A Redland City Council plan to install a fast internet fibre network is set to unlock connectivity for businesses across Redlands Coast.
Mayor Karen Williams said the new Council-owned fibre network would provide significant savings for Council’s own existing operating costs, while also offering capacity to improve services for local businesses.
“The decision to install a fibre network follows several years of Council investigations, engaging with NBN Co and a number of industry telecommunications providers to investigate the best way to deliver high-speed broadband services to Redlands Coast businesses,” Cr Williams said.
“NBN Co has rolled out on Redlands Coast for residences, but it has limited business-grade services available.
“Council’s plan is focused on providing better connectivity across Council buildings, with spare fibre able to then be accessed to nearby businesses, delivering significant economic opportunity.”
Cr Williams said that as part of the investigations, Council had also reviewed the connectivity of its own offices and installations.
“Currently Council spends more than $200,000 on a complex network of fibre, microwave, wireless, 4G broadband, point-to-point Wi-Fi, radio (VHF/UHF) and fixed-line DSL services,” Cr Williams said.
“In addition to being costly, this technology also provides varying degrees of service, prompting Council to look for ways to improve our connectivity as well as supporting our businesses.”
Local Government Minister Stirling Hinchliffe said the project had been made possible through the Palaszczuk Government’s Unite and Recover Community Stimulus Package, which provided $50 million to 12 south-east Queensland Councils, in addition to $50 million from the 2020-21 COVID Works for Queensland program.
“The pandemic has delivered a severe blow to economies around the world, including right here in Queensland,” he said.
“However, Queensland’s plan for economic recovery is being rolled out right now and that includes this package, which delivered $2 million to this Council, tipped to support or create more than 40 jobs.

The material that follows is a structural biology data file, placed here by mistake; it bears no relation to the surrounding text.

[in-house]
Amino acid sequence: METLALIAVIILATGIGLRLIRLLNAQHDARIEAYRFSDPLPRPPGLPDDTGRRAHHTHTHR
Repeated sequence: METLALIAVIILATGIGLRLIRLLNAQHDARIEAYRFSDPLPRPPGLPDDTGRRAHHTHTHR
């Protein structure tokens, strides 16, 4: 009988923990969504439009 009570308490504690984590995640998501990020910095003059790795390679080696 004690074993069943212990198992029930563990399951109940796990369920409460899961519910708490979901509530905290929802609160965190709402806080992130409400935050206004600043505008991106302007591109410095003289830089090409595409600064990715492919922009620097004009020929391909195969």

“The Council also received more than $2.8 million through the COVID Works for Queensland program, which is supporting or creating almost 35 jobs.
“This is an economic injection into the region of almost $5 million, which will make a big difference to financial security for families and workforces.”
Cr Williams said stage 1 of Council’s plan would connect Council’s administration building in Cleveland to its South Street Depot, before continuing on to the IndigiScapes centre in Alexandra Hills via Council’s animal shelter, providing opportunities to nearby businesses.
“Work on this first stage is expected to begin early in the new year, with Council also planning future routes to connect to Capalaba and Victoria Point,” Cr Williams said.
“In addition to saving Council $900,000 over the 20-year life of the infrastructure, this fibre could also deliver an economic return to Council with the spare fibre to be available to businesses through telecommunications carriers.
“A fibre network offers a number of key economic and community benefits to our city, including enhanced connectivity for our schools, hospital and other vital community infrastructure.
“The new fibre network will provide high bandwidth and additional connectivity capacity for Redlands Coast and create a higher likelihood of an accelerated 5G rollout.”